WDB Investment Holdings (WDB) has taken a 30% stake in Seed Engine, while venture capital company Grovest has also taken a 27,5% stake in the organisation, which incorporates Seed Academy.
Faith Khanyile, CEO of WDB, says its investment brings together a common concern that these organisations are working to address, the transformation of South Africa’s economy by developing sustainable entrepreneurial businesses.
WDB, incorporating the WDB Trust and WDB Investment Holdings, has a 25-year track record of delivering high-impact socio-economic programmes that directly improve people’s lives, especially the poorest and most neglected. “We needed a strategic partner that would instantly allow us to scale up our efforts around entrepreneurship in South Africa, especially amongst women. Seed Engine was one of the first ICT accelerators in this country, and this dynamic for-profit social enterprise is now supporting the entire entrepreneurial ecosystem from startup through to supplier.”
Jeff Miller, CEO of Grovest, explains that his organisation brings an in-depth understanding of the entrepreneur and venture capital ecosystems, a solid track record of successful investments and over 100 years combined management experience in capital raising, listings, MBOs and trade sales.
Donna Rachelson, CEO of Seed Engine and Seed Academy, says entrepreneurs are the job creators of the future and these investments have created strategic partnerships that will amplify our training, support and funding mechanisms at every stage of the entrepreneurial lifecycle. “It will help unlock well-known barriers the small business sector faces, like access to markets and access to funding.
“Incubation is not producing the results SA needs and entrepreneurs are battling to build and scale their businesses and create jobs. We take a fresh look at our entrepreneurial system and make quick, sustainable changes that result in jobs, wealth and certainty. Through the WDB and Grovest we will be able to tap into corporate and government relationships and networks that will help Seed Engine reach deeper into the communities and sectors that need the most urgent support.”
Khanyile says that the WDB’s 25-year track record is aligned with the future vision of Seed Engine. “Our investment is likely to increase to 51% and as a women’s company, we have an appropriate bias towards empowering female entrepreneurs and being a meaningful active investor. The partnership serves both the business and social agenda of WDB.”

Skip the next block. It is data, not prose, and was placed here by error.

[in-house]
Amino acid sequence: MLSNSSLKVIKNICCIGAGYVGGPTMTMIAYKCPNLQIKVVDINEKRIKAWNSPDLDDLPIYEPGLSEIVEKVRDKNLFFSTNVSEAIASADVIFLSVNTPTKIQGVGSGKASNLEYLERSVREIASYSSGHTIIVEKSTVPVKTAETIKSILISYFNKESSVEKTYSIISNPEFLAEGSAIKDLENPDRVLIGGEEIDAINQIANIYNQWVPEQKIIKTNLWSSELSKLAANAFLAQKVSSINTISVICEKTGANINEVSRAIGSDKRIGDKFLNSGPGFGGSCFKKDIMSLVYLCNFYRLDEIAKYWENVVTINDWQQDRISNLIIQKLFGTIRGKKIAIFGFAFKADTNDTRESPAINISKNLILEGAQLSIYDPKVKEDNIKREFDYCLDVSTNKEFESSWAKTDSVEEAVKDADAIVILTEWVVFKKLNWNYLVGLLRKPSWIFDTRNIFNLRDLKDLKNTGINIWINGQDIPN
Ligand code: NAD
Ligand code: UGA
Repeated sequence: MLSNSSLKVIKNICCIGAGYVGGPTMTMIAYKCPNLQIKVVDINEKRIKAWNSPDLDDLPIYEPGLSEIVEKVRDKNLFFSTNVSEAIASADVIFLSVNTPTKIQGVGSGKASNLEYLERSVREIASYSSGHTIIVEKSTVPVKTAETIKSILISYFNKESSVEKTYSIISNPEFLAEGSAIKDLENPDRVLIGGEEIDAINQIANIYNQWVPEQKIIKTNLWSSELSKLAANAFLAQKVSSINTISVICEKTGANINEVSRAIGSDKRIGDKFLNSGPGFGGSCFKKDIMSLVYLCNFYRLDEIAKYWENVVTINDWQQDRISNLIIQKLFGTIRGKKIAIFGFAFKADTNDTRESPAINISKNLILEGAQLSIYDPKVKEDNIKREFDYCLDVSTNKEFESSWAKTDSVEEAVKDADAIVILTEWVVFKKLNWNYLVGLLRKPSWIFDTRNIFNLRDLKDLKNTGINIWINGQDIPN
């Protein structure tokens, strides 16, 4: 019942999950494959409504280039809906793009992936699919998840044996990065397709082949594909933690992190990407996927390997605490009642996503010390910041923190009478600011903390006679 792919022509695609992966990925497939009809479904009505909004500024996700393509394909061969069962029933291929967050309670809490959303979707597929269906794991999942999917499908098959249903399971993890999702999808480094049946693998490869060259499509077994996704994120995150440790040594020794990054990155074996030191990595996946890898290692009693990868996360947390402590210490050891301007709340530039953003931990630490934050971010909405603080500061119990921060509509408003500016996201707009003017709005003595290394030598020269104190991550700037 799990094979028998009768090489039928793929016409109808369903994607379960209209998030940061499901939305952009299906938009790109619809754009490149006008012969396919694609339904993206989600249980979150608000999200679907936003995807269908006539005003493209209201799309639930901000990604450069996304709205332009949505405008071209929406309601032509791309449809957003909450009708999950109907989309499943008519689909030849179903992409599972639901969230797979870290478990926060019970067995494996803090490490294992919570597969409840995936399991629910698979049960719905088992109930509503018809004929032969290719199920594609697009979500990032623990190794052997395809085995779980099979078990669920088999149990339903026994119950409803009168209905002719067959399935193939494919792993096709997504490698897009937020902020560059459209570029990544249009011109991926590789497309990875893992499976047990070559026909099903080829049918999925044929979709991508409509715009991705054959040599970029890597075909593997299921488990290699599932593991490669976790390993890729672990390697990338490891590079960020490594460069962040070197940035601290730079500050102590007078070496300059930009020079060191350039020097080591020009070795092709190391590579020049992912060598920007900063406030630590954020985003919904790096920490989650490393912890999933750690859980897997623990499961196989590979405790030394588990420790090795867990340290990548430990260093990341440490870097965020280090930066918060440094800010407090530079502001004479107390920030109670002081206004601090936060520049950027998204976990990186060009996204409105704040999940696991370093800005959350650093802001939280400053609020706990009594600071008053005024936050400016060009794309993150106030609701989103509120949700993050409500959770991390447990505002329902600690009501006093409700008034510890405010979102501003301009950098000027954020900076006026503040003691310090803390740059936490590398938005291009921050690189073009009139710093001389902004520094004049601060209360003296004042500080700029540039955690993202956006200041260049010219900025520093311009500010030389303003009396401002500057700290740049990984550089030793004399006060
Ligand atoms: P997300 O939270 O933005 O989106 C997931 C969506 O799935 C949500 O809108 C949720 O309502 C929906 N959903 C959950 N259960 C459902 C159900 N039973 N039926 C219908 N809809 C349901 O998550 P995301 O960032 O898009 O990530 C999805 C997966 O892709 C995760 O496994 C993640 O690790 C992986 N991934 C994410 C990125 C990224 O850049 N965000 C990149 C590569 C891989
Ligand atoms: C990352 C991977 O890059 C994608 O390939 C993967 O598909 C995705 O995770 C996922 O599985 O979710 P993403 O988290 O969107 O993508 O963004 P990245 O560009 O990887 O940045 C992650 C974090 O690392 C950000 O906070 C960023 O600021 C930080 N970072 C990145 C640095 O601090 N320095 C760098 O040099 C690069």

Rachelson says: “The BEE deals of the past are no longer relevant. We want to create genuine mechanisms to expand South Africa’s ‘missing middle’. There is no doubt, that the investment by a black-owned entity focused on impact investments will cement Seed Academy’s position in enterprise and supplier development in South Africa.
“A key focus of our work is to make sure that startups progress steadily into enterprises and become registered vendors that provide reliable products and services to the supply chains of public and private South African companies.
“The WDB’s shift away from ordinary to high impact and measurable investments fits with Seed’s culture of action and impact.”
Says Khanyile, “We liked Seed Engine’s emphasis on black women and youth-owned businesses. We were impressed that their programmes have trained 600 entrepreneurs, created and supported 300 enterprises and an average of three jobs per enterprise. Seed Engine has touch points at every step of the way of the business life-cycle from startup through to sustainable SMEs and successful suppliers.”
Rachelson says Seed Engine was impressed that some 180 000 rural women had benefited from WDB Trust loans worth more than R400-million, 3 000 women had received literacy and basic business skills training, and over 300 permanent jobs had been created by the WDB Group since inception.
“Many people in South Africa were not raised in an entrepreneurial environment in which they were encouraged to take an idea and grow a business,” says Khanyile. “More than ever before, there is an urgency for young South Africans and female entrepreneurs in particular to be assisted in taking their ideas forward and build businesses. Our young people need jobs, and we need to help them create jobs for themselves, their families, and their communities.”